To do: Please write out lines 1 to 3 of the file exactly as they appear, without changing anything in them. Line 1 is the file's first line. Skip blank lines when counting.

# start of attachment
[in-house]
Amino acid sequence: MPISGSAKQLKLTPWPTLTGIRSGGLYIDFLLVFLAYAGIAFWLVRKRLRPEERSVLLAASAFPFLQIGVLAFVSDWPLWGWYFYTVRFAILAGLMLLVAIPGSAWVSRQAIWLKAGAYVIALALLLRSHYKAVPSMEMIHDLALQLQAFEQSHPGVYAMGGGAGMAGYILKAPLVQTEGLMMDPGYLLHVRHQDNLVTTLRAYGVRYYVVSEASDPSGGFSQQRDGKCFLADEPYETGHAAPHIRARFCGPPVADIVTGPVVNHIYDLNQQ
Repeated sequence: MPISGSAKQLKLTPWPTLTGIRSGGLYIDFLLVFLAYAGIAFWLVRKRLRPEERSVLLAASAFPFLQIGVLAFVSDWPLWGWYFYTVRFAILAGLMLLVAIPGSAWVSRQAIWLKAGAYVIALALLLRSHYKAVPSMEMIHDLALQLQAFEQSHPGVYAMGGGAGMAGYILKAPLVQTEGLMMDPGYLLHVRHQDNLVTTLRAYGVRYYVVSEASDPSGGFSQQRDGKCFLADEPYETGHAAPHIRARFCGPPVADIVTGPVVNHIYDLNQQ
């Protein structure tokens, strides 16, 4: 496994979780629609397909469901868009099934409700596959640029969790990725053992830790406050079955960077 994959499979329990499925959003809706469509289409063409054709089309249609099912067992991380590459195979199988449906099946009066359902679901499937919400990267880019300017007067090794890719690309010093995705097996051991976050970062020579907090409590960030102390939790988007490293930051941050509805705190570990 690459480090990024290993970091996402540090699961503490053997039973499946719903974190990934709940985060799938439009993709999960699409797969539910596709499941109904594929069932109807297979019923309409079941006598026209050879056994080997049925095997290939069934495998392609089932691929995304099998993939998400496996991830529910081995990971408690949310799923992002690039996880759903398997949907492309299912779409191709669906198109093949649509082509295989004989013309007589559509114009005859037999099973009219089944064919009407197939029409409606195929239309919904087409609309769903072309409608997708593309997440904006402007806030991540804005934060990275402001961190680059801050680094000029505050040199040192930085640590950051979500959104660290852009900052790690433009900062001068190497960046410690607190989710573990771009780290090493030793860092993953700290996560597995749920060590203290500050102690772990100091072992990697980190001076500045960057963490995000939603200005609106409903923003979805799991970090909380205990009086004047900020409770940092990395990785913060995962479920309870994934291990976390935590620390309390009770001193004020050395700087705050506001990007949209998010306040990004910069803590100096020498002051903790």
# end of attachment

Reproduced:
[in-house]
Amino acid sequence: MPISGSAKQLKLTPWPTLTGIRSGGLYIDFLLVFLAYAGIAFWLVRKRLRPEERSVLLAASAFPFLQIGVLAFVSDWPLWGWYFYTVRFAILAGLMLLVAIPGSAWVSRQAIWLKAGAYVIALALLLRSHYKAVPSMEMIHDLALQLQAFEQSHPGVYAMGGGAGMAGYILKAPLVQTEGLMMDPGYLLHVRHQDNLVTTLRAYGVRYYVVSEASDPSGGFSQQRDGKCFLADEPYETGHAAPHIRARFCGPPVADIVTGPVVNHIYDLNQQ
Repeated sequence: MPISGSAKQLKLTPWPTLTGIRSGGLYIDFLLVFLAYAGIAFWLVRKRLRPEERSVLLAASAFPFLQIGVLAFVSDWPLWGWYFYTVRFAILAGLMLLVAIPGSAWVSRQAIWLKAGAYVIALALLLRSHYKAVPSMEMIHDLALQLQAFEQSHPGVYAMGGGAGMAGYILKAPLVQTEGLMMDPGYLLHVRHQDNLVTTLRAYGVRYYVVSEASDPSGGFSQQRDGKCFLADEPYETGHAAPHIRARFCGPPVADIVTGPVVNHIYDLNQQ